Information & Referral

If you have come to our site seeking information, guidance, or referral services for yourself or another person, you have come to the right place. Wellspring is here to provide education and support to those who need assistance confronting the disease of alcoholism and drug dependence.

Information & Referral

Treatment Referrals
Suffering from an addiction problem? We can help you find a treatment facility. You can either browse through our local Treatment Directory, allow us to make suggested referrals by using our self-administered Screening Tool, or if you prefer speaking with one of our professionals, call our confidential Referral Helpline. We are available Monday through Friday from 8 a.m. to 9 p.m. You can also contact us via email at While not intended to diagnose a substance abuse problem, each of these options will help narrow your search for a program that best meets your needs. Note that the options provided do not represent an exhaustive list of all available programs or constitute an endorsement of particular programs. However, these are programs we have worked with and have consistently received positive feedback from those who have accessed their services. If you live outside of Middlesex County New Jersey, you can get help now by calling the New Jersey Addiction Services Hotline anytime at 844-276-2777. You can also access the New Jersey Mental Health Cares Information and Referral Helpline at 1-866-202-HELP (4357).
If you live outside of New Jersey, reach out to the National Council on Alcoholism and Drug Dependence at or 212-269-7797 to find your nearest local resources.
Jason Surks Memorial Resource Center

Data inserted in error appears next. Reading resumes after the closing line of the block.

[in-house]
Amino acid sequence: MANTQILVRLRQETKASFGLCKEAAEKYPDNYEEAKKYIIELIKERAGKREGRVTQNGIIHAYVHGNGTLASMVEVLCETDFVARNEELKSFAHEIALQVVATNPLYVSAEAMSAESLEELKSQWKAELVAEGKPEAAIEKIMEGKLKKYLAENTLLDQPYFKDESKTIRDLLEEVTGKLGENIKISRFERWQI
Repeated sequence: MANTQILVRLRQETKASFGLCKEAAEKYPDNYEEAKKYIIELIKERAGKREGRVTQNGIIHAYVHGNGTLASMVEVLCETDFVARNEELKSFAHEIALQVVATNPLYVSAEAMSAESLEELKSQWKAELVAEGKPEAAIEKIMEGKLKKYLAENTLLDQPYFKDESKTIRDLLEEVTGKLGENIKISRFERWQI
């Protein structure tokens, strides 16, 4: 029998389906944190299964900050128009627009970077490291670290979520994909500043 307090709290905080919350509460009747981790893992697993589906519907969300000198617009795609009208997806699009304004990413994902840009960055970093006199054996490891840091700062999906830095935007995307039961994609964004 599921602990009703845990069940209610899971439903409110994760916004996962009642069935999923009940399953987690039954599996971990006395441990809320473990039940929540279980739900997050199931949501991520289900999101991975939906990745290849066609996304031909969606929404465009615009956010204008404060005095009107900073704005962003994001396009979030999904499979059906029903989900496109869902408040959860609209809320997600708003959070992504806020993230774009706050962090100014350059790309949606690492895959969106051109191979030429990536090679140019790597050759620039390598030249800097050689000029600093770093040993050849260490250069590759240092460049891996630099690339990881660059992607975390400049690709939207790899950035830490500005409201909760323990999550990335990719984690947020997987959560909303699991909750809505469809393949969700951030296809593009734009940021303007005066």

The Jason Surks Memorial Prevention Resource Center at Wellspring serves as a clearinghouse for free information about alcohol, tobacco and other drugs. Explore our vast collection of online information and helpful links, or visit us at our East Brunswick, NJ location to access free pamphlets, posters and DVD lending library.
More than just a physical and web-based library, our Resource Center is people. If you need assistance planning an educational program, need information for a health fair, or would like to contract with our staff to provide presentations in your community, please call us at 732-254-3344 or send us an email request at

7 in 10 Teens Exposed to E-Cigarette Ads


Seven in 10 teens are exposed to e-cigarette ads, according to a new report by the Centers for Disease Control and Prevention (CDC).

Teens see the ads on TV, in print, online and at retail outlets, The Wall Street Journal reports.

“The same advertising tactics the tobacco industry used years ago to get kids addicted to nicotine are now being used to entice a new generation of young people to use e-cigarettes,” CDC Director Tom Frieden said in a news release. “I hope all can agree that kids should not use e-cigarettes.”

The report did not show a direct link between advertising and teen e-cigarette use, the article notes.

The CDC reported last year that e-cigarette use among teens tripled from 2013 to 2014. An estimated 13 percent of high school students used e-cigarettes in 2014, compared with 9 percent who smoked traditional cigarettes.

Many e-cigarette ads use themes such as independence, rebellion and sex to promote the products, the CDC noted. It estimates spending on e-cigarette advertising increased to $115 million in 2014 from $6.4 million in 2011.

“E-cigarettes typically deliver nicotine, which at a young age may cause lasting harm to brain development, promote addiction, and lead to sustained tobacco use,” the CDC stated.

The agency recommended strategies to reduce youth access to e-cigarettes, including limiting tobacco product sales to facilities that never admit youth; restricting the number of stores that sell tobacco and how close they can be to schools; requiring that e-cigarettes be sold only through face-to-face transactions, not on the Internet; and requiring age verification to enter e-cigarette vendor’s websites, make purchases, and accept deliveries of e-cigarettes.

The Food and Drug Administration has proposed rules prohibiting e-cigarette sales to minors. The agency is in the process of finalizing those rules.